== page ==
With governments and companies concerned with increased levels of anonymity and encryption in technology, there has been a drive by some governments to impose laws preventing companies from creating encryption without backdoors to let the authorities investigate potential terrorist or illegal activities. Naturally, consumers of such technology are up in arms about this as it will also make it easier for anyone to hack into their private data – weaknesses in software aren’t available exclusively to the good guys!
Speaking on the subject, Vijay Michalik, Research Analyst for Digital Transformation at Frost & Sullivan commented that there was no such thing as anonymity in bitcoin. Whilst one of the benefits of bitcoin and the bitcoin blockchain is known to be its transaction transparency, most people think that as they are only assigned a code and not required to give any personal information, they are unable to be identified.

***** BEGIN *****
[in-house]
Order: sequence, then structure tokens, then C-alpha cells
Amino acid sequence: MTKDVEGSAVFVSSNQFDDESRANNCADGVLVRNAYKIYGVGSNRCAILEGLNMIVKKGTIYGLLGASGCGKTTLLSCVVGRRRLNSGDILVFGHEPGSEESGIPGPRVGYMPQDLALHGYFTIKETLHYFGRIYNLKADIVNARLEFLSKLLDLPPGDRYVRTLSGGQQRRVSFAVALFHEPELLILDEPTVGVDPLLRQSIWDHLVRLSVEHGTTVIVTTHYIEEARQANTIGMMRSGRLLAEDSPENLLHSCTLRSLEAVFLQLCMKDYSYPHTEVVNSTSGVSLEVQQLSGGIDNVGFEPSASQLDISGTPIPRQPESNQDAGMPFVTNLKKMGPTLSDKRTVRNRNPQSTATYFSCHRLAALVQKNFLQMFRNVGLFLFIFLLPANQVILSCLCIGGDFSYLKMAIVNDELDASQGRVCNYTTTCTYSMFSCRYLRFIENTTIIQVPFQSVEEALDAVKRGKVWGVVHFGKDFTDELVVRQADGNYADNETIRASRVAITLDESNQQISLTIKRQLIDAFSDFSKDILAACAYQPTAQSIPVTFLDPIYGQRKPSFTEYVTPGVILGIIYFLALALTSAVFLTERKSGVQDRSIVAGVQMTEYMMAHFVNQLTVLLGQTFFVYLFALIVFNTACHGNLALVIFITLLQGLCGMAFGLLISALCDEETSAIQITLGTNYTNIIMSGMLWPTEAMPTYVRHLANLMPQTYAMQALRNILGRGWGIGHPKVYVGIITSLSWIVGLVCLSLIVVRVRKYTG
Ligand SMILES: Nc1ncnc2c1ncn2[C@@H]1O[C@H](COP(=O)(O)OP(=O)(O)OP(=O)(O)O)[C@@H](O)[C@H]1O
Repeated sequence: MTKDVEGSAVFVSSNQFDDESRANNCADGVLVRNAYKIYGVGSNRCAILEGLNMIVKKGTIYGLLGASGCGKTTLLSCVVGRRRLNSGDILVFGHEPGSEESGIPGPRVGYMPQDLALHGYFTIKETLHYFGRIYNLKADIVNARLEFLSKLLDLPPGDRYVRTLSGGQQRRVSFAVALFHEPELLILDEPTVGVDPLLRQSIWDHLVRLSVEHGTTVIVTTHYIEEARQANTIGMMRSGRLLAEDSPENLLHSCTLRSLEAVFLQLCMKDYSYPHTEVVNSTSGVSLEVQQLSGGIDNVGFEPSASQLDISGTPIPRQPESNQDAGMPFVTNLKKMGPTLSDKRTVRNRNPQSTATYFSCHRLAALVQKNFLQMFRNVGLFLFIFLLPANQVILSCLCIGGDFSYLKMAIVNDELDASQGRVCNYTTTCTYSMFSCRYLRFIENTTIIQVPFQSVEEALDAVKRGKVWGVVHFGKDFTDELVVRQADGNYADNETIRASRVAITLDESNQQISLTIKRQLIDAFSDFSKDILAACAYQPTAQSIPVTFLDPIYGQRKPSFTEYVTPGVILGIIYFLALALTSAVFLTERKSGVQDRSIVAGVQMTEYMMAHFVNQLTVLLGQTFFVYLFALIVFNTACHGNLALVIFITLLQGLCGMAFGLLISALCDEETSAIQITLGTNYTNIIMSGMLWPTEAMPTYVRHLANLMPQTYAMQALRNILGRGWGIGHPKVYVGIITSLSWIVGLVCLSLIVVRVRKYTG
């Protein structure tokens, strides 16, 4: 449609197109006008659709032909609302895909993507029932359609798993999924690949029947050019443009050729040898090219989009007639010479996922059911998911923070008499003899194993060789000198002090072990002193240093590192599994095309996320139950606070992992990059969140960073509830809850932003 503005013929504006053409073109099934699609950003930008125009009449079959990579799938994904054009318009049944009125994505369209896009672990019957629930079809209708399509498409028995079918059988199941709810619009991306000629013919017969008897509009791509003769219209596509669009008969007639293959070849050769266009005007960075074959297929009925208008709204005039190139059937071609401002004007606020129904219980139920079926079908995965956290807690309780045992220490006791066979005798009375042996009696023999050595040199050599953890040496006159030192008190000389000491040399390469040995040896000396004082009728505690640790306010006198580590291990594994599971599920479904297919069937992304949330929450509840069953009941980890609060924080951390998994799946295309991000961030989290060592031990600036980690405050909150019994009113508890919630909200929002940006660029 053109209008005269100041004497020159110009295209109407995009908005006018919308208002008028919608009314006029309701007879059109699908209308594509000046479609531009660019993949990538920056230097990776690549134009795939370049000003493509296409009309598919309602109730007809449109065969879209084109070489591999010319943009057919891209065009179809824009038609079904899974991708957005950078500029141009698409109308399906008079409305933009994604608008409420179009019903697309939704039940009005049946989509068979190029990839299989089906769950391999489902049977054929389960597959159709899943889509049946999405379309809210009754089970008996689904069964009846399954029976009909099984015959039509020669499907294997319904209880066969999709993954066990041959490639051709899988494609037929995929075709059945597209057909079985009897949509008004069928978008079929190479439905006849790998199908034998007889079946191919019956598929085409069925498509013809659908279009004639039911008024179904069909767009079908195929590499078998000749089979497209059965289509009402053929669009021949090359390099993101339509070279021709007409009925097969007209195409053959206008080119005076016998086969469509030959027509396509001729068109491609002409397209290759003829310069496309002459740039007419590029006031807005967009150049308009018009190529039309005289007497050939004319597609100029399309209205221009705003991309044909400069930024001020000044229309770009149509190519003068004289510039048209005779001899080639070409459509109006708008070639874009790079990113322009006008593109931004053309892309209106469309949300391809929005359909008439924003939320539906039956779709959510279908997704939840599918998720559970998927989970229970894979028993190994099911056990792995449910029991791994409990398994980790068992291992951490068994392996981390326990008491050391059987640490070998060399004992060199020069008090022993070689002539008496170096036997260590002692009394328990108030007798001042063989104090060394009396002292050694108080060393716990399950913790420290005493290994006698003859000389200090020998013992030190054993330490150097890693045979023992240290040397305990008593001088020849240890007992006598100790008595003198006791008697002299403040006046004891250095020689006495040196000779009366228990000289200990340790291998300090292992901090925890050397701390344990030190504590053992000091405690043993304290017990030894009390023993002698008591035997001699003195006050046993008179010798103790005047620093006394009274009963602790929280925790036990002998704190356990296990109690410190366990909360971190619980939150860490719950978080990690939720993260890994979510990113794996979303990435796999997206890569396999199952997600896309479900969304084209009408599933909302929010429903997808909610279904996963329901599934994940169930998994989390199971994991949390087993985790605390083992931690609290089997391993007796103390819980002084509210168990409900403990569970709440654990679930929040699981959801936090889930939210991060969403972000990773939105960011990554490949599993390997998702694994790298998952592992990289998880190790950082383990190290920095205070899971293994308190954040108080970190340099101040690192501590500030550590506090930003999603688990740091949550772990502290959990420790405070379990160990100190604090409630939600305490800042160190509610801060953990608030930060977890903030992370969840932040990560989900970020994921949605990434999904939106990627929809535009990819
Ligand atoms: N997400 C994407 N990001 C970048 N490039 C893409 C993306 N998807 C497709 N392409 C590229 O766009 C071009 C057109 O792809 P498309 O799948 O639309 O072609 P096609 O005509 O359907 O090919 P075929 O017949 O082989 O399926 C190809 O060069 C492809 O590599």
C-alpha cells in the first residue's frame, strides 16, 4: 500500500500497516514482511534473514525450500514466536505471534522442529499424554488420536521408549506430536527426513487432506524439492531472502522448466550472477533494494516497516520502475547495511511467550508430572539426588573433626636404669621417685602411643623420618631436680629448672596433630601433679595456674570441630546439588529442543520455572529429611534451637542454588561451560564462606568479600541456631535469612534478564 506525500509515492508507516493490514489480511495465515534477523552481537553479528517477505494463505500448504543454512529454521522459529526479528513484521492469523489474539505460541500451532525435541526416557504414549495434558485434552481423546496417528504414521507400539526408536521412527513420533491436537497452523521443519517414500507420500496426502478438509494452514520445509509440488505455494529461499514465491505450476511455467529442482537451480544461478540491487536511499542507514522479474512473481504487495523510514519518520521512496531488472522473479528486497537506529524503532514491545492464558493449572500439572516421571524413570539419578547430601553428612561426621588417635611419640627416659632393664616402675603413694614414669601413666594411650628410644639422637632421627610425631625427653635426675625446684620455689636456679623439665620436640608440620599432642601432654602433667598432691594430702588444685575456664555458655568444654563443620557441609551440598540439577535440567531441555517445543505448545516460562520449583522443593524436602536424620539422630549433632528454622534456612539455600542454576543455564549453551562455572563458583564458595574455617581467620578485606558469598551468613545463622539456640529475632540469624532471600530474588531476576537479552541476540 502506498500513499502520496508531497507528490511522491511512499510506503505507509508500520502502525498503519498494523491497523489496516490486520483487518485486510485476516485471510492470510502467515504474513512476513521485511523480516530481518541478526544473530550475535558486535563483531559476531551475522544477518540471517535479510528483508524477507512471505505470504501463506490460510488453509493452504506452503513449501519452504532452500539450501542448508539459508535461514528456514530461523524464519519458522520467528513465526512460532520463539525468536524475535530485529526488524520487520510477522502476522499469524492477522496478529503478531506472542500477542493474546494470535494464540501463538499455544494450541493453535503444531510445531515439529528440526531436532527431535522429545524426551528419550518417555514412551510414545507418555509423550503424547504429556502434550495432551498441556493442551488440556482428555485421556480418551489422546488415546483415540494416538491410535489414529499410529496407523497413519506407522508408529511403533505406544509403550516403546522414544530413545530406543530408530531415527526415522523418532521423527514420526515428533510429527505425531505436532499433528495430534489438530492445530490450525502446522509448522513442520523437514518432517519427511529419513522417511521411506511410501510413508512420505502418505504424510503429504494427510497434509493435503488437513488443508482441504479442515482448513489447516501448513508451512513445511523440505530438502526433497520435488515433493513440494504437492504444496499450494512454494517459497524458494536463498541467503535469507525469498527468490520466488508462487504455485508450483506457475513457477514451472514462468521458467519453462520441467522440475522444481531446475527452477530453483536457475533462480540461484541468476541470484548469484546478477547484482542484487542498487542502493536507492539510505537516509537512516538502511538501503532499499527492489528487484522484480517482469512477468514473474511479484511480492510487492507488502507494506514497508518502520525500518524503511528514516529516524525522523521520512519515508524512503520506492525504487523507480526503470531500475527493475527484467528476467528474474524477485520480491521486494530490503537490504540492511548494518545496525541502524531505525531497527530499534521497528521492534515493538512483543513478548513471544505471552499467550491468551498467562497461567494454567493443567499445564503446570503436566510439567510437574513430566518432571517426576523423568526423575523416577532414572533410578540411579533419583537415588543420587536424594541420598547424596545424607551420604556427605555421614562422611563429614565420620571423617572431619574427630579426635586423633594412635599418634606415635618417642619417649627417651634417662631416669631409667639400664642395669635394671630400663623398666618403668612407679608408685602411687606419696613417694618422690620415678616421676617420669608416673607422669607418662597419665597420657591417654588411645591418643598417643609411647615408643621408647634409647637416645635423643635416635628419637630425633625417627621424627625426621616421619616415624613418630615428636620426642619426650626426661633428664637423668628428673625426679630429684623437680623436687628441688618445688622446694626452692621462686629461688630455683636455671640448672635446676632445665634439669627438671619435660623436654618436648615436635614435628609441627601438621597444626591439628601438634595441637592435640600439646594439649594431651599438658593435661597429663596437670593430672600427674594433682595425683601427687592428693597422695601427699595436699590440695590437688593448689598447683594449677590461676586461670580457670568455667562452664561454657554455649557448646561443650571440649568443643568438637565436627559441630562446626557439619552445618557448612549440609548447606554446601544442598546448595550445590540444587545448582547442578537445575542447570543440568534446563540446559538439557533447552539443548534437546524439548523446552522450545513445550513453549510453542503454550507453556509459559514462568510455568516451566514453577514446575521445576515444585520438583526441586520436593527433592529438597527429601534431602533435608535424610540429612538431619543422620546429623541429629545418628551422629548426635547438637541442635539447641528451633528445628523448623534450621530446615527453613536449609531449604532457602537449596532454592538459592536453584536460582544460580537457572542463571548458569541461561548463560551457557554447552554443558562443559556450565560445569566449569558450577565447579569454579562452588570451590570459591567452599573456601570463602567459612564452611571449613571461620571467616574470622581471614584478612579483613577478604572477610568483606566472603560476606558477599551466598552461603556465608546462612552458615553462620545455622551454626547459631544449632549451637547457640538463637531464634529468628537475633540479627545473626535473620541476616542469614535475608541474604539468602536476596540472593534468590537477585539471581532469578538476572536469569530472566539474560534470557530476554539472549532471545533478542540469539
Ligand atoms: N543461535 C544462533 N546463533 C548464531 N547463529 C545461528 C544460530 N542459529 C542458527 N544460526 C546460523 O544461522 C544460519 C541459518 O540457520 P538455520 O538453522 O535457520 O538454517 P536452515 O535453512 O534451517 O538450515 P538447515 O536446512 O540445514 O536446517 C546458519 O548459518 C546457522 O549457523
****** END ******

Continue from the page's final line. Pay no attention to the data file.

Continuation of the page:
Michalik brings up blockchain analysis – a new process which could eventually lead to bitcoin accounts being linked to the companies and individuals that use them. Data collected by blockchain analysis provides information that can be pieced together to uncover an accounts history of dealings and funds. As the blockchain is able to be viewed by anyone, this would give everyone the possibility of seeing a person’s complete bitcoin financial history. The impact of widespread de-anonymization could be huge but whether or not it would stop the progress of bitcoin and blockchain technology would have to be seen. In the meantime –be careful what you spend your cryptocurrency on!